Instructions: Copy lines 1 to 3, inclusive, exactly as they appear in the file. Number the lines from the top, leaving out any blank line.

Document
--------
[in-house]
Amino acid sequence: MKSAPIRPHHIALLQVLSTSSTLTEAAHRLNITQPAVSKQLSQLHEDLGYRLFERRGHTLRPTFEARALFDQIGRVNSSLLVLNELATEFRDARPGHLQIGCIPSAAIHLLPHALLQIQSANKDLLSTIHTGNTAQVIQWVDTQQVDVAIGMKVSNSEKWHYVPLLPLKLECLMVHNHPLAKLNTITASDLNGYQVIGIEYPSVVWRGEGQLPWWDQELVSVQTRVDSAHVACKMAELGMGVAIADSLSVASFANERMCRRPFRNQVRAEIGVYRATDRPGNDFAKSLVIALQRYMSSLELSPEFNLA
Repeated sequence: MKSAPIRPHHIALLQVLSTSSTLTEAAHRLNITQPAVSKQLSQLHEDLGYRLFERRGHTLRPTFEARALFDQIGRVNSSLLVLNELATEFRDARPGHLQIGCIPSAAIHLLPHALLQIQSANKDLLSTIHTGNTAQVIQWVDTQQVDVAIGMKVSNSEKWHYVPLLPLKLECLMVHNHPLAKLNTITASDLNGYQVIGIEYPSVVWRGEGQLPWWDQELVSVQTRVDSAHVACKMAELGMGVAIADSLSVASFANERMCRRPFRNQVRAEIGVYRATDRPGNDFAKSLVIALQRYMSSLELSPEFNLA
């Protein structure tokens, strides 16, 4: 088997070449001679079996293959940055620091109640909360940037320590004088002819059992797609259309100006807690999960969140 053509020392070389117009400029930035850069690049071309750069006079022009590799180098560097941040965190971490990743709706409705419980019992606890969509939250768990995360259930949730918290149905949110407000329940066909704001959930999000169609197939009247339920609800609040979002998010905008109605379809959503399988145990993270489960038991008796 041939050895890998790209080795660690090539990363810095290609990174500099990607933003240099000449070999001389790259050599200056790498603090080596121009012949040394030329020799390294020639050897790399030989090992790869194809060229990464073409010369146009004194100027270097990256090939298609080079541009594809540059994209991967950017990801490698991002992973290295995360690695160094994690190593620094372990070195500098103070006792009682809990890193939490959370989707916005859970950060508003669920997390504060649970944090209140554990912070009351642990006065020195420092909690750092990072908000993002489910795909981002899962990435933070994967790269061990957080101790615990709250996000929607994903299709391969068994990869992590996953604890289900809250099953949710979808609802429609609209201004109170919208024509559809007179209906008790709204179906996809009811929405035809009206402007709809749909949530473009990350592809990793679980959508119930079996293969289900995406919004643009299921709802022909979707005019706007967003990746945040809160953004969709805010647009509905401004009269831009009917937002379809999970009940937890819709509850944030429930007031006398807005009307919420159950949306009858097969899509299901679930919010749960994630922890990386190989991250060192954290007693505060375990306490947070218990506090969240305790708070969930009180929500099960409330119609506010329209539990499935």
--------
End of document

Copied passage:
[in-house]
Amino acid sequence: MKSAPIRPHHIALLQVLSTSSTLTEAAHRLNITQPAVSKQLSQLHEDLGYRLFERRGHTLRPTFEARALFDQIGRVNSSLLVLNELATEFRDARPGHLQIGCIPSAAIHLLPHALLQIQSANKDLLSTIHTGNTAQVIQWVDTQQVDVAIGMKVSNSEKWHYVPLLPLKLECLMVHNHPLAKLNTITASDLNGYQVIGIEYPSVVWRGEGQLPWWDQELVSVQTRVDSAHVACKMAELGMGVAIADSLSVASFANERMCRRPFRNQVRAEIGVYRATDRPGNDFAKSLVIALQRYMSSLELSPEFNLA
Repeated sequence: MKSAPIRPHHIALLQVLSTSSTLTEAAHRLNITQPAVSKQLSQLHEDLGYRLFERRGHTLRPTFEARALFDQIGRVNSSLLVLNELATEFRDARPGHLQIGCIPSAAIHLLPHALLQIQSANKDLLSTIHTGNTAQVIQWVDTQQVDVAIGMKVSNSEKWHYVPLLPLKLECLMVHNHPLAKLNTITASDLNGYQVIGIEYPSVVWRGEGQLPWWDQELVSVQTRVDSAHVACKMAELGMGVAIADSLSVASFANERMCRRPFRNQVRAEIGVYRATDRPGNDFAKSLVIALQRYMSSLELSPEFNLA